By Adam Schalke
After enduring a particularly bitter and drawn out election season, voters across Illinois had a chance to let their voices be heard with the Illinois primary election on March 15. For those unfamiliar with the finer details of elections and civics, primary elections are what determine the nominees for political parties. Whoever wins enough primary elections eventually goes on to become the nominee of their party in November during the general election.
On the presidential level, Bernie Sanders narrowly lost to Hillary Clinton, while Republican candidate Donald Trump scored a comfortable win against his opponents.
In the statewide races, however, results were much more favorable for Democrats. Cook County State’s Attorney Anita Alvarez, one of the subjects of widespread protest following the police shooting of Laquan McDonald, lost her renomination bid to challenger Kim Foxx by a hefty margin.
Many candidates backed by Republican Governor Bruce Rauner also took on huge losses in their renomination bids against candidates endorsed by Democratic House Speaker Michael Madigan. Anti-Rauner candidates, including Madigan himself, won virtually every major race in the state, solidifying the state Democratic Party’s position against the Governor’s policies.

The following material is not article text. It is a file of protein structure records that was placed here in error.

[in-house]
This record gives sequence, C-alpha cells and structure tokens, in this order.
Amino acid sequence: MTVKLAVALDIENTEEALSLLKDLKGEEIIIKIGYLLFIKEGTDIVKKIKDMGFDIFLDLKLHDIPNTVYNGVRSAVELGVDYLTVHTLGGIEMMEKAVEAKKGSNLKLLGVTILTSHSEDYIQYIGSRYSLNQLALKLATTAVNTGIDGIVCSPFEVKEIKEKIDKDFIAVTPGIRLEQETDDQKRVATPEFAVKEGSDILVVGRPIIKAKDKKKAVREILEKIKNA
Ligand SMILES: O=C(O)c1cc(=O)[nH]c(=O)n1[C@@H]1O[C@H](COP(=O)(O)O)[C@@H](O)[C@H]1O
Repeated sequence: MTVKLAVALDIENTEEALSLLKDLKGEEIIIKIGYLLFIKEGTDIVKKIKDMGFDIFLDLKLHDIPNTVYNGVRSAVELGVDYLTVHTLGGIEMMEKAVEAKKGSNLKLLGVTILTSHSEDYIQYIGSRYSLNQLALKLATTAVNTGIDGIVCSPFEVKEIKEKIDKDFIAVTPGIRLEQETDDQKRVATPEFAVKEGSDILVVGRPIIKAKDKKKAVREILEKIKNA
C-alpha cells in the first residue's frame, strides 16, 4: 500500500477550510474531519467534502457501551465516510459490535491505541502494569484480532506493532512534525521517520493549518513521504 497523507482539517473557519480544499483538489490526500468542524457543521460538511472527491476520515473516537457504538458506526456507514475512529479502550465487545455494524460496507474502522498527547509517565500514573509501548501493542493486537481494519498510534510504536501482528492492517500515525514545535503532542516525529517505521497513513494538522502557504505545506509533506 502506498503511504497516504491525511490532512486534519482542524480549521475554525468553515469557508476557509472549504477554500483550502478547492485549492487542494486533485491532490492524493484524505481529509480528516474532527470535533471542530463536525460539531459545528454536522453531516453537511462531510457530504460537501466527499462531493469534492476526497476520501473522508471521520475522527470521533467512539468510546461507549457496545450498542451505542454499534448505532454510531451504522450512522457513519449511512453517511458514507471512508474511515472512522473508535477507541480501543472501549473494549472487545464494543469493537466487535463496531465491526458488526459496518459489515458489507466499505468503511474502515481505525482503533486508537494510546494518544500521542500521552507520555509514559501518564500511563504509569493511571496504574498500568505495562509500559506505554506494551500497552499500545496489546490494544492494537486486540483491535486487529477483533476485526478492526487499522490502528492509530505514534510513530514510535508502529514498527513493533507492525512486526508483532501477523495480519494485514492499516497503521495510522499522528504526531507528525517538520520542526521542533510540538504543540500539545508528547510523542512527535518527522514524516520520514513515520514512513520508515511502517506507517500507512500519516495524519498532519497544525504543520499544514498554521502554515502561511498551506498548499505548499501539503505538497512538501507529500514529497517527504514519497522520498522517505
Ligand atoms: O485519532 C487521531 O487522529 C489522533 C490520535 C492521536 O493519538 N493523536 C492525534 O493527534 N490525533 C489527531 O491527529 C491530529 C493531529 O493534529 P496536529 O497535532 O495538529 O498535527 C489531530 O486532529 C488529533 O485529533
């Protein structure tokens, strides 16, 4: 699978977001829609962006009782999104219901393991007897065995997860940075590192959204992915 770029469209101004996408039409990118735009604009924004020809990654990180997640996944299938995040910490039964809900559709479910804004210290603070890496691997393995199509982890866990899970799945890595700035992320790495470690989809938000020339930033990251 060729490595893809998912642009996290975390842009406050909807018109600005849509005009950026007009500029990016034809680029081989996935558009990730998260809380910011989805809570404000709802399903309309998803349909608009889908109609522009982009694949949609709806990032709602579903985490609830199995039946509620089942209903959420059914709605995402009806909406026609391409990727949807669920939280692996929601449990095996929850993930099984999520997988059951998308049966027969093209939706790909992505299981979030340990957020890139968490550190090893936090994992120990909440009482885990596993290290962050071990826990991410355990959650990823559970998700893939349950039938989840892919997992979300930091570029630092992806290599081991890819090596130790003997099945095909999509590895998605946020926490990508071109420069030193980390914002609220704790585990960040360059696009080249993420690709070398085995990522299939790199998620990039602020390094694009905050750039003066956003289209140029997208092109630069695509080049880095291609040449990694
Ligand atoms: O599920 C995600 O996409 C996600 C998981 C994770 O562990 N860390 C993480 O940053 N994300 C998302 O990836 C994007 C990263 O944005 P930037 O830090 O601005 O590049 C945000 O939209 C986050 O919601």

“I think it was a bad day for Rauner, but do I think the losses will change his attitude or positions? Probably not,” said political science professor Paul Green in regards to the state office races.
Professor Green also expressed a lack of surprise over Hillary Clinton’s wins in Illinois and other states on Tuesday.
“People say she’s not a good campaigner, but in 2008, even when she was losing to Obama, she kept on fighting, and even though she lost she ultimately won more votes than him. If that doesn’t show toughness and strategy, I don’t know what does,” Green said.
Although she is not a resident of Illinois, Roosevelt student Sara Chappell-Dick was enthusiastic about voting in her native Ohio’s primary elections, also held on Tuesday, by means of an absentee ballot, and encouraged her fellow students in the Prairie State to do the same.
In response to voter apathy, Chappell-Dick cited the need to remind people of needing to change the system as her motivator.
“Our democracy as it currently stands is incredibly rigged against those of us who don’t have several billion dollars to throw at our candidate. But the truth is, that will not change unless we elect people who will make it change, and that takes everyone,” she said. “It’s really your only hope to bring that power back to the people.”